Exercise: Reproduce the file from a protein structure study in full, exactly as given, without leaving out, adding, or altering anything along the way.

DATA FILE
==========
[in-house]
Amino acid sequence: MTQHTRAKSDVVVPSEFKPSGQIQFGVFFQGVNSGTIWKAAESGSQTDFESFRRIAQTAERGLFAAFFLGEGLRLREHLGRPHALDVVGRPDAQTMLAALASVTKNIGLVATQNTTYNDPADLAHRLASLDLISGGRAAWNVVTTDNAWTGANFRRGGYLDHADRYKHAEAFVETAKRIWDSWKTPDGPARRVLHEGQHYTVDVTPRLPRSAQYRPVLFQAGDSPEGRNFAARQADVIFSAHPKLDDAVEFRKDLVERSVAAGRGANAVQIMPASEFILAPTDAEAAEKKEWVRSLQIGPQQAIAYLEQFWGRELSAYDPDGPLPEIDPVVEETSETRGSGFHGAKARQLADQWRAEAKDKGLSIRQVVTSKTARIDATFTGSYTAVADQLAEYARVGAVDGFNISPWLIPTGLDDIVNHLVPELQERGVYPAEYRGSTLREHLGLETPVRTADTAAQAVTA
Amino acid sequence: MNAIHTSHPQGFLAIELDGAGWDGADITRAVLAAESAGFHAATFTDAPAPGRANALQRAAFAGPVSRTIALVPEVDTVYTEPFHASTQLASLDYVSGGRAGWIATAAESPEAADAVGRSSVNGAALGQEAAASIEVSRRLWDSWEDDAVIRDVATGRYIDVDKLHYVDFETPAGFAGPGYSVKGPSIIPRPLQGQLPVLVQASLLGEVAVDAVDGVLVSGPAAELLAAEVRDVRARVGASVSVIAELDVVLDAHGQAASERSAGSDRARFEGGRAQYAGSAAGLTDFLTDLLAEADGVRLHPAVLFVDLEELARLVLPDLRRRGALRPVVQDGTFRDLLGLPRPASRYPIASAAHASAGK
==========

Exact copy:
[in-house]
Amino acid sequence: MTQHTRAKSDVVVPSEFKPSGQIQFGVFFQGVNSGTIWKAAESGSQTDFESFRRIAQTAERGLFAAFFLGEGLRLREHLGRPHALDVVGRPDAQTMLAALASVTKNIGLVATQNTTYNDPADLAHRLASLDLISGGRAAWNVVTTDNAWTGANFRRGGYLDHADRYKHAEAFVETAKRIWDSWKTPDGPARRVLHEGQHYTVDVTPRLPRSAQYRPVLFQAGDSPEGRNFAARQADVIFSAHPKLDDAVEFRKDLVERSVAAGRGANAVQIMPASEFILAPTDAEAAEKKEWVRSLQIGPQQAIAYLEQFWGRELSAYDPDGPLPEIDPVVEETSETRGSGFHGAKARQLADQWRAEAKDKGLSIRQVVTSKTARIDATFTGSYTAVADQLAEYARVGAVDGFNISPWLIPTGLDDIVNHLVPELQERGVYPAEYRGSTLREHLGLETPVRTADTAAQAVTA
Amino acid sequence: MNAIHTSHPQGFLAIELDGAGWDGADITRAVLAAESAGFHAATFTDAPAPGRANALQRAAFAGPVSRTIALVPEVDTVYTEPFHASTQLASLDYVSGGRAGWIATAAESPEAADAVGRSSVNGAALGQEAAASIEVSRRLWDSWEDDAVIRDVATGRYIDVDKLHYVDFETPAGFAGPGYSVKGPSIIPRPLQGQLPVLVQASLLGEVAVDAVDGVLVSGPAAELLAAEVRDVRARVGASVSVIAELDVVLDAHGQAASERSAGSDRARFEGGRAQYAGSAAGLTDFLTDLLAEADGVRLHPAVLFVDLEELARLVLPDLRRRGALRPVVQDGTFRDLLGLPRPASRYPIASAAHASAGK